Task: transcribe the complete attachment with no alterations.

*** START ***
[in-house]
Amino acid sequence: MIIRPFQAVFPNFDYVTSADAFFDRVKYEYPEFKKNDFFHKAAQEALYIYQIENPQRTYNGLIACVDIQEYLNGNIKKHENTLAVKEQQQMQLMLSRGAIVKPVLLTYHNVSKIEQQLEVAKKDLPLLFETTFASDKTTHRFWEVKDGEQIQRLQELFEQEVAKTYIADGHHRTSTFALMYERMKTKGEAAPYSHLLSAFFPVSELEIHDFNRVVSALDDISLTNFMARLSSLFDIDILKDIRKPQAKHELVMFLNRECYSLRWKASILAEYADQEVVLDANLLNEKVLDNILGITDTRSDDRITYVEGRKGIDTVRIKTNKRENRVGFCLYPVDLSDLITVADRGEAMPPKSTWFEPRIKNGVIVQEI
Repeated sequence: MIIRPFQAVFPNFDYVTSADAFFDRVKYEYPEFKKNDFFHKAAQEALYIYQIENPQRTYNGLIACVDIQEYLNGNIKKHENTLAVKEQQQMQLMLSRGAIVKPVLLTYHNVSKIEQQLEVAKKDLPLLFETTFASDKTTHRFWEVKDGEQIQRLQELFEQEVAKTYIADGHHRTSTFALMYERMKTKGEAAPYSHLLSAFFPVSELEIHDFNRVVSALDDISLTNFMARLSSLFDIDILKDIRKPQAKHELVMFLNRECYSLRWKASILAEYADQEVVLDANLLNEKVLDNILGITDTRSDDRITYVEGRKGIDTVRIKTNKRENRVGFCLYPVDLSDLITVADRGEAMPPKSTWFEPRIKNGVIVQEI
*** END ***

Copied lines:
[in-house]
Amino acid sequence: MIIRPFQAVFPNFDYVTSADAFFDRVKYEYPEFKKNDFFHKAAQEALYIYQIENPQRTYNGLIACVDIQEYLNGNIKKHENTLAVKEQQQMQLMLSRGAIVKPVLLTYHNVSKIEQQLEVAKKDLPLLFETTFASDKTTHRFWEVKDGEQIQRLQELFEQEVAKTYIADGHHRTSTFALMYERMKTKGEAAPYSHLLSAFFPVSELEIHDFNRVVSALDDISLTNFMARLSSLFDIDILKDIRKPQAKHELVMFLNRECYSLRWKASILAEYADQEVVLDANLLNEKVLDNILGITDTRSDDRITYVEGRKGIDTVRIKTNKRENRVGFCLYPVDLSDLITVADRGEAMPPKSTWFEPRIKNGVIVQEI
Repeated sequence: MIIRPFQAVFPNFDYVTSADAFFDRVKYEYPEFKKNDFFHKAAQEALYIYQIENPQRTYNGLIACVDIQEYLNGNIKKHENTLAVKEQQQMQLMLSRGAIVKPVLLTYHNVSKIEQQLEVAKKDLPLLFETTFASDKTTHRFWEVKDGEQIQRLQELFEQEVAKTYIADGHHRTSTFALMYERMKTKGEAAPYSHLLSAFFPVSELEIHDFNRVVSALDDISLTNFMARLSSLFDIDILKDIRKPQAKHELVMFLNRECYSLRWKASILAEYADQEVVLDANLLNEKVLDNILGITDTRSDDRITYVEGRKGIDTVRIKTNKRENRVGFCLYPVDLSDLITVADRGEAMPPKSTWFEPRIKNGVIVQEI